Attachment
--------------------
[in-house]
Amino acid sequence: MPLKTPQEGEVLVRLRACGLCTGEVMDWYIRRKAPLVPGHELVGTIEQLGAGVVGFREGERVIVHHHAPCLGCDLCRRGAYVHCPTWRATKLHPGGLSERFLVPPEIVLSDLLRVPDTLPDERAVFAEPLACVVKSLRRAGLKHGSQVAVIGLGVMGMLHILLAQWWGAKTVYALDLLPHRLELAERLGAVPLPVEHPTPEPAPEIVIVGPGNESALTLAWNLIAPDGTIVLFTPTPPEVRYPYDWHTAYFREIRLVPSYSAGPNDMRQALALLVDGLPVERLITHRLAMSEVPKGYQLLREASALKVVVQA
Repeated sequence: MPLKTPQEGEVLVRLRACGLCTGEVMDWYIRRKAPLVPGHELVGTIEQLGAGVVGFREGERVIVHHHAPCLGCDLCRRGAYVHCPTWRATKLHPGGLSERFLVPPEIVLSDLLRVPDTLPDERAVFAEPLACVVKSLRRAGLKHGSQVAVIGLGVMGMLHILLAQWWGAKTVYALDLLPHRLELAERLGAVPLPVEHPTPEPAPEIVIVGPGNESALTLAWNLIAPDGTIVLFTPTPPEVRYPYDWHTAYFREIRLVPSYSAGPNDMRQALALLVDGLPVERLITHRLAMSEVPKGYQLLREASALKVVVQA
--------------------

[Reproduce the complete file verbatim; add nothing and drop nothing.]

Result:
[in-house]
Amino acid sequence: MPLKTPQEGEVLVRLRACGLCTGEVMDWYIRRKAPLVPGHELVGTIEQLGAGVVGFREGERVIVHHHAPCLGCDLCRRGAYVHCPTWRATKLHPGGLSERFLVPPEIVLSDLLRVPDTLPDERAVFAEPLACVVKSLRRAGLKHGSQVAVIGLGVMGMLHILLAQWWGAKTVYALDLLPHRLELAERLGAVPLPVEHPTPEPAPEIVIVGPGNESALTLAWNLIAPDGTIVLFTPTPPEVRYPYDWHTAYFREIRLVPSYSAGPNDMRQALALLVDGLPVERLITHRLAMSEVPKGYQLLREASALKVVVQA
Repeated sequence: MPLKTPQEGEVLVRLRACGLCTGEVMDWYIRRKAPLVPGHELVGTIEQLGAGVVGFREGERVIVHHHAPCLGCDLCRRGAYVHCPTWRATKLHPGGLSERFLVPPEIVLSDLLRVPDTLPDERAVFAEPLACVVKSLRRAGLKHGSQVAVIGLGVMGMLHILLAQWWGAKTVYALDLLPHRLELAERLGAVPLPVEHPTPEPAPEIVIVGPGNESALTLAWNLIAPDGTIVLFTPTPPEVRYPYDWHTAYFREIRLVPSYSAGPNDMRQALALLVDGLPVERLITHRLAMSEVPKGYQLLREASALKVVVQA